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Consequences - 30th Sunday, Year A

Updated: Dec 16, 2023

We can learn from our own experiences what to do, and what not to do to others. Moses told the Israelites not to mistreat an alien, for they had been aliens in the land of Egypt. Slavery was an experience they would not want others to have.

Sadly, some who do experience sufferings want others to experience them too. People treated violently may end up in treating others violently themselves. Some who have violent, hurtful, and destructive experiences, don’t want others to undergo them, and will act rightly not to pass them on, and will even help those who have had violent and disrespectful experiences. That is what Moses wanted the Hebrews to do. That is what the law of God calls us to do. When people act in that way, they redeem others and heal themselves.

Someone abused or neglected in some way, instead of becoming an abuser or destructive person, becomes a healer, a redeemer, and deliverer of others. They make a positive and life giving response to suffering, instead of a negative and destructive one.

The way we treat others affects God’s actions to us. As Moses said: “You shall not wrong any widow or orphan. If ever you wrong them and they cry out to me, I will surely hear their cry. My wrath will flare up, and I will kill you with the sword…”

Actions toward ourselves and others have consequences. We need to be aware of the consequences which follow some thought, word or deed. Good thoughts, words, and actions, will have good consequences. There are some words and actions which have permanent consequences, and which set definite courses in human and divine relationships.

We all know there are some words and actions that lead to deeper bonds with others, and some that retard, shut down, or prevent growth with others. The same works in our relationship with the Lord. If we reject some grace, some word, from the Lord, it means other graces and words from the Lord will be blocked.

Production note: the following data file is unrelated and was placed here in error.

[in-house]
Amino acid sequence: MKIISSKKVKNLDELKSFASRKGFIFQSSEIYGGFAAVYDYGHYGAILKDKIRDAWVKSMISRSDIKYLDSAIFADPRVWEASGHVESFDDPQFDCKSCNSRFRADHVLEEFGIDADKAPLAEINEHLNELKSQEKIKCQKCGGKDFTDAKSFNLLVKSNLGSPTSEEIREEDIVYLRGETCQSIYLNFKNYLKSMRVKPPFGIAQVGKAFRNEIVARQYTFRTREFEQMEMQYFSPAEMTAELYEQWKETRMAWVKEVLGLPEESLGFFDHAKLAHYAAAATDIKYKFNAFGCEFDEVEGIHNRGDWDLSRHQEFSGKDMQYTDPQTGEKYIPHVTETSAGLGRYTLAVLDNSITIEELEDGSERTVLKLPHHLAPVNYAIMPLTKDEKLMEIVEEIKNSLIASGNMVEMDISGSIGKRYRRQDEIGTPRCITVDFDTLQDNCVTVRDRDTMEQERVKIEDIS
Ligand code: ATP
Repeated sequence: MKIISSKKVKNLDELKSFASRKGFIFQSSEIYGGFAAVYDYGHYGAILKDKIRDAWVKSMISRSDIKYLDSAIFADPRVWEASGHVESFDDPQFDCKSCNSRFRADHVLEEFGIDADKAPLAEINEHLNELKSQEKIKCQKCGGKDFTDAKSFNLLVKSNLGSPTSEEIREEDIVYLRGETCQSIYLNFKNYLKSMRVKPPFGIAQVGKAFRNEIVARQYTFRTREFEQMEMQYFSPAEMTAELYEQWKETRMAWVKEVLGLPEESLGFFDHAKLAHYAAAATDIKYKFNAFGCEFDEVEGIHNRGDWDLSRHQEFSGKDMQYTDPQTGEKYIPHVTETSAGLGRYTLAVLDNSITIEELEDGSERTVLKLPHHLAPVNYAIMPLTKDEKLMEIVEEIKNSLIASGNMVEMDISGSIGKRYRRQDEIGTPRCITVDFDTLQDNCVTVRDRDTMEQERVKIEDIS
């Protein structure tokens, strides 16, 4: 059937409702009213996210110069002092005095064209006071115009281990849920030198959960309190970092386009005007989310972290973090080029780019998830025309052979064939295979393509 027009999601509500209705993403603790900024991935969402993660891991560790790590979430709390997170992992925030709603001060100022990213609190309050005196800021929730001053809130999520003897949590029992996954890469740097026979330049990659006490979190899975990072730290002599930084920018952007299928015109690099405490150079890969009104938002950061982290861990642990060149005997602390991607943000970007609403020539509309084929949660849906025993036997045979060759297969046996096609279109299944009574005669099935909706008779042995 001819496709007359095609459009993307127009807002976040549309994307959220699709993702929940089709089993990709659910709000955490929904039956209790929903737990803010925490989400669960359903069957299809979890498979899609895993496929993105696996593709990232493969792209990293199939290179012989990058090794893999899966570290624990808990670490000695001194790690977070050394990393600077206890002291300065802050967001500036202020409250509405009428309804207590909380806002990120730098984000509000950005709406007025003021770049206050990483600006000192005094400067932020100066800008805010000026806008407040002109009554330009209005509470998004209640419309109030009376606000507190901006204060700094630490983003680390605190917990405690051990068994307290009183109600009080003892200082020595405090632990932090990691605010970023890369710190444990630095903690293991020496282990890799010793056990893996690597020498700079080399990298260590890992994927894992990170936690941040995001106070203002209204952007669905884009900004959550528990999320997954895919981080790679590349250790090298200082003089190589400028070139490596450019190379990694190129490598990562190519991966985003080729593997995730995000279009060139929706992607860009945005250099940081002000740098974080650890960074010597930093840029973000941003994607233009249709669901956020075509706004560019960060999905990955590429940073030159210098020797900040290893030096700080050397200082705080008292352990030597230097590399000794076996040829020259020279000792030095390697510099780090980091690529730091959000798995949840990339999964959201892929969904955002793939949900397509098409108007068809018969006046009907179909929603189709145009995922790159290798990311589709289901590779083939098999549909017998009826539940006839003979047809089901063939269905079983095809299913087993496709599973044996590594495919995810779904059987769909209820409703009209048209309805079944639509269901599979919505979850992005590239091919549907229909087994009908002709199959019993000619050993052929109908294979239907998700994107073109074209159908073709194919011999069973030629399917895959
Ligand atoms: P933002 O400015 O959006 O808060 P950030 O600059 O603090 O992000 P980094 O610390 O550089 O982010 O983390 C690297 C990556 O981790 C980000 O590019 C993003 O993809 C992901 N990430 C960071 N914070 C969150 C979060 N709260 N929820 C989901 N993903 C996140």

Some good words and actions, when given and accepted, pave the way for others. Loving actions lead to a whole different set of consequences than hateful or indifferent actions. Repeated actions lead to habits, either good or bad. Most of the people who have serious health problems at a young age and die prematurely, do so as a consequence of bad habits, such as smoking, overeating, over drinking, and addictions of all kinds. People who fail to develop good habits of helping others, praying, living a life of faith, hope and love, also die prematurely. The scriptures tell us that, and modern studies affirm it.

People who are in positions of doing good for others are there because of good habits and repeated good acts toward themselves and others. Acts of love of God lead to a deeper life with the Lord, which also affects life with ourselves and others. “I love you, O Lord, my strength, my rock, my fortress, my deliverer.”

The Word of God encourages us to form good habits and ways of living. Paul told the Thessalonians they received the Word of God in “great affliction, with joy from the Holy Spirit”. The Word of God changed them. They turned from idols to serve the living God. Living in expectation of the Lord’s coming helps us live good lives in the present time. “Whoever loves me, will keep my word, says the Lord, and my Father will love him and we will come to him.”

Life comes in striving to keep the greatest commandments of loving the Lord with our whole heart, mind, soul, and strength. If we are keeping the greatest commandment, it helps us to keep the second commandment of loving our neighbor as ourselves. Observing these two commandments leads to joy, health and life.

A major way we love God and our neighbor is helping them to know the Lord, and the Good News of salvation in Christ. Just as we don’t want to treat others in any bad ways we may have experienced, so do we want to treat them in the good ways we have experienced in our faith and life!

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